Thursday, October 08, 2009

Surviving Evil – Review


Director: Terence Daw

Release date: 2009

Contains spoilers

The aswang is a Philippine’s vampire type and we have come across it before in the movie Aswang. Indeed aswang is a collective name covering a few different types of Philippine vampires, witches and were-dogs. This film does seem to draw some of its lore from the traditional lore but other bits it just simply invents.

The film (set on a Philippine island, though actually filmed in Durban) sees a tribe in a village. A woman is in labour, in a hut, and grasps a talisman. A storm starts dampening out the fires and suddenly a creature rips through the roof of the ‘maternity hut’ and other creatures slaughter the villagers.

Billy Zane as Seb BeazleyNext we see a film crew land to shoot a survival documentary starring Seb Beazley (Billy Zane). The rest of the crew are Rachel Rice (Louise Barnes) the director, Dex Simms (Colin Moss) the cameraman and Phoebe Drake (Christina Cole) the sound engineer. This is established as a long running show and Seb is very much his on-screen ‘boy scout who never grew up’ persona – brought alive by Zane’s performance. Zane, of course, was also in Bloodrayne and Vlad.

Also with them are local guide Joey (Joel Torre) and Cecilia (Natalie Jackson Mendoza). Cecilia is a zoology student who has been working with Joey. The boatman who brings them to the island won’t stay – he will return for them in six days – when Joey asks why he mentions aswang, but Joey is dismissive. Joey has brought the crew to this specific island to meet the local indigenous tribe, who still live a traditional lifestyle. However he has other reasons for being there.

Phoebe and CeciliaAt first the shoot goes well enough but we start to see tensions within the crew. Rachel likes a drink a little too much and is visibly jealous of the attention that Dex is giving Cecilia. It later transpires that Dex and Rachel had been in a relationship. Phoebe is late and has a pregnancy testing kit, when it is confirmed that she is pregnant we are also aware that the father is Seb, the baby conceived in a wrap party fumble, and Rachel doesn’t want him distracting by being told about his impending fatherhood.

victim in the ‘maternity hut’As this goes on we see shadowy figures and the crew start noticing strange noises at night, obscured movement in the trees in filmed footage and we see shadowy flashes of Aswang. Cecilia sees a woman in the forest at one point (dismissed by Joey as one of the tribe sneaking a peek). However, when Joey and Cecilia find the village (scouting ahead) it is deserted. Cecilia eventually finds the body of one person, the flesh stripped away, but Joey gives her a line about it was probably a capital punishment and the tribe will have up sticks and moved. This is despite the fact that he has found the carnage in the ‘maternity hut’, but he doesn’t want an evacuation as he still has something to do.

Cecilia seemed strangely silentStrangely Cecilia doesn’t say anything, despite hearing about a flesh torn human limb falling from a tree and onto Rachel when she was having a pee, on that same day. Also because she heard the boatman mention aswang. Also because she has had dreams where her parents were killed and she, as a little girl, was forced to walk through an aswang nest (Joey reminds her that her parents were killed in a car accident). Also because she saw the woman in the forest, as I mentioned.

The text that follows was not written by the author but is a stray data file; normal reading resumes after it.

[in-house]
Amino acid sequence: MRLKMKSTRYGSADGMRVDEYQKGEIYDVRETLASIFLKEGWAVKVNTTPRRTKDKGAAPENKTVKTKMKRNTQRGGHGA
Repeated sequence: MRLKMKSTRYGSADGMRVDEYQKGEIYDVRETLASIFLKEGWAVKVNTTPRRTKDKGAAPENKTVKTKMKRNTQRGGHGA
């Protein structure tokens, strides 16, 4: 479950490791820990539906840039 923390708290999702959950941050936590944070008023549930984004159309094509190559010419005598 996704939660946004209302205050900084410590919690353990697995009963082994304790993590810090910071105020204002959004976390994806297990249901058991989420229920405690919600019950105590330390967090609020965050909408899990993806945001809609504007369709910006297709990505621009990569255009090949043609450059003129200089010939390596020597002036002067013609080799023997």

Rachel and Cecilia being huntedDespite me not buying the motivation with regards her silence one thing this does well – due in no small part to the cast – is build a good level of characterisation. Joey, for instance, is looking for Japanese gold – that was buried during world war two – not because he is particularly greedy but because his wife needs medical care and he can’t afford it. The rest of the film builds quickly into an assault by the aswang on the humans.

flying aswangThe lore they offer is that aswang are subhuman creatures born of the evils from when the Spaniards discovered the Philippines. They are shapeshifters and this is used in film with them not only taking human form but also the form of dogs – perhaps fitting slightly in with the aswang/were-dog legends and also being a little like Western vampires becoming wolves. They can also develop wings – which was only in one scene and wasn’t very good cgi, to be honest.

aswang in detailThey drink blood and then eat the flesh of their victims and they are particularly drawn to the blood of pregnant women. This seems to be a twofold attraction as they seem to prefer that blood and also because they reproduce by impregnating pregnant women with their own kind. They nest together and are primarily tree-dwellers (and they are described using the v word at one point). They fear fire (and subsequently bright light from torches) and will not venture below ground – not a device really exploited in movie. Any mortal injury would seem to kill them.

early on we see shadowy flashes of the aswangThis was more a creature feature than a standard vampire type film. The film worked well enough but so much more could have been done with it. The effects were mostly okay but could have been better, the direction caught a build in tension well enough but could have carried more atmosphere and made said tension crescendo. Acting wise all the cast did more with the film than perhaps it deserved with primary mention to Billy Zane, Christina Cole and Natalie Jackson Mendoza.

This film to me wandered towards just above average, but could have been much more. Lore wise it lost touch with the traditional aswang and created something that was more like a magical monster. It is, however, still a vampire film, on the unusual edge – though only just. 5.5 out of 10.

The imdb page is here.

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